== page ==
Friday, June 25, 2010

Video Biographies: "What's the point?"

I had a wonderfully stimulating conversation with a wonderfully accomplished lady a few days ago. I have always admired the kind of person who devotes her own time and money to make the lives of others better, and well, this lady was one of those! Overwhelmed by the selflessness of the nature of her work, I spontaneously offered to create a complimentary video biography for her. She seemed to like the idea and her first reaction was to suggest using the video as an informational tool about her organization. Maybe upload it on to the official website and attract more members? I abruptly realized that even though she understood I was a 'video biographer', it didn't quite translate the same way in her mind that it did in mine. So I proceeded to explain.

"The focus of the video biography would be more on you and your life - rather than solely on your professional accomplishments."

"I get it," said she.

"So I'll be asking you questions to help you revisit your life from childhood onwards. What was it like to grow up where you did? What was it like to be young in a world your children would find hard to recognize as the same as theirs? Growing up, going to college, getting married... you know, offering your children the opportunity to hear how you used to be at their age. To learn about the journey your life has taken to arrive at this present day moment."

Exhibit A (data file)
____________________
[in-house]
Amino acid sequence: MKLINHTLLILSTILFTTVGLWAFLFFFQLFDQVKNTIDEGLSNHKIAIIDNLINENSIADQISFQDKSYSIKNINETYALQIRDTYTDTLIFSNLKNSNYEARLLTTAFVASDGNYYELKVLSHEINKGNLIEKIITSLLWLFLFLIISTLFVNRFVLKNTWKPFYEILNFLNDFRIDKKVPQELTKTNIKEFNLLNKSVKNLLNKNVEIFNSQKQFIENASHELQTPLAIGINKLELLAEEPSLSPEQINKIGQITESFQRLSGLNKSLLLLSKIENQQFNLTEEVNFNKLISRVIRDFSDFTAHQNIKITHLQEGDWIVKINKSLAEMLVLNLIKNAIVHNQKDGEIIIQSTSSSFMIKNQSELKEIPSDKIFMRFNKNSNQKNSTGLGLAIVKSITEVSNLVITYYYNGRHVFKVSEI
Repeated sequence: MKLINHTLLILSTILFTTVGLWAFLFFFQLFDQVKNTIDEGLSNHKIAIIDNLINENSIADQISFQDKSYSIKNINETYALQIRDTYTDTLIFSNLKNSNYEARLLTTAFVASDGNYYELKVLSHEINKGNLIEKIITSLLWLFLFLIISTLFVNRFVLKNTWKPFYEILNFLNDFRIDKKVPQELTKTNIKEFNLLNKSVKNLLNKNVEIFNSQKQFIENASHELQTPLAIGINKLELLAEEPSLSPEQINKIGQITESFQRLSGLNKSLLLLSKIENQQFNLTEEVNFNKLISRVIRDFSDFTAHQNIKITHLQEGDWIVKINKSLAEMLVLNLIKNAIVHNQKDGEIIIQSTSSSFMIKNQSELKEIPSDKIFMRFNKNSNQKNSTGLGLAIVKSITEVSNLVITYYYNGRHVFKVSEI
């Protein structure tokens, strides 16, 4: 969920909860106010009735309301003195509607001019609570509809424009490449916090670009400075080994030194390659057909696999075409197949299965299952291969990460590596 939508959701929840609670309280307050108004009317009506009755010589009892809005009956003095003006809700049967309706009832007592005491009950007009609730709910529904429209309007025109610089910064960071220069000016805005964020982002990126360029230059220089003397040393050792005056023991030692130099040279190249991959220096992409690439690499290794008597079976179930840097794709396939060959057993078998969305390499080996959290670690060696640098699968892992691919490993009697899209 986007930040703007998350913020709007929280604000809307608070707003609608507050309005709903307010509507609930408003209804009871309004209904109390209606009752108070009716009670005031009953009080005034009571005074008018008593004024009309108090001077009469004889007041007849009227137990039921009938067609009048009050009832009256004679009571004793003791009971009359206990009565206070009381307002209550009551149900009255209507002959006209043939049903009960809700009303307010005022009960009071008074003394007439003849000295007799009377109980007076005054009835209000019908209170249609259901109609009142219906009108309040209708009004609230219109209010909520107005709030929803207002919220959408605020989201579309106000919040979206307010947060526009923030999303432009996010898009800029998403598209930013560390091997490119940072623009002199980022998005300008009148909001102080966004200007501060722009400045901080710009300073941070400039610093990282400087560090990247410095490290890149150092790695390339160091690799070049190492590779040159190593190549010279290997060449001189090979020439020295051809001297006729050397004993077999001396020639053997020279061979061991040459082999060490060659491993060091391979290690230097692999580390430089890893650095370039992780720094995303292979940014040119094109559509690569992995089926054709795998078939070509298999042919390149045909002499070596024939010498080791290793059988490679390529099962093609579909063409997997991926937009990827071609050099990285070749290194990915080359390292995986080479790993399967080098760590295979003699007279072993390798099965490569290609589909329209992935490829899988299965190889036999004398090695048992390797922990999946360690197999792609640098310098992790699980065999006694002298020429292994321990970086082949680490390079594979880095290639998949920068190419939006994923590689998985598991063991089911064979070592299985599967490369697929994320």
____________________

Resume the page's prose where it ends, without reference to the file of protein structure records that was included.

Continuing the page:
I could see from the look on her face that these questions were changing her perception of a video biography. She still seemed excited by the thought but it was now for different reasons. We talked through all the doubts in her mind - apprehension of being in front of the camera, doubts about how the conversation may not be interesting, skepticism regarding the wisdom of telling a stranger the story of one's life etc. In the end, she seemed satisfied and we parted ways.

A day later, she told me she had changed her mind. I wasn't going to force someone to document their life experiences or see the merit in doing so, but I was curious. What was holding her back? What downside could there possibly be to creating one's legacy? Had I mentioned it was going to be complimentary?

"I don't see the point in it," she replied. "At least with the video about my organization I know other people will watch it and learn more about what we're trying to achieve through it. But with a video just about my life... what's the point?"

I wished she would go through the experience as there was no doubt in my mind that the point would become amply clear once she did. At the same time, I don't quite think the value of it eluded her grasp. She wasn't ready. And there was nothing I could do to change that. So I nodded my head and hoped fervently that her children have good memories. That they committed to their heart every nuance about her that they loved and cherished... so that they are able to pass it on to their children. And the children after that. So that they will one day know that Grandma was so much more than just that.


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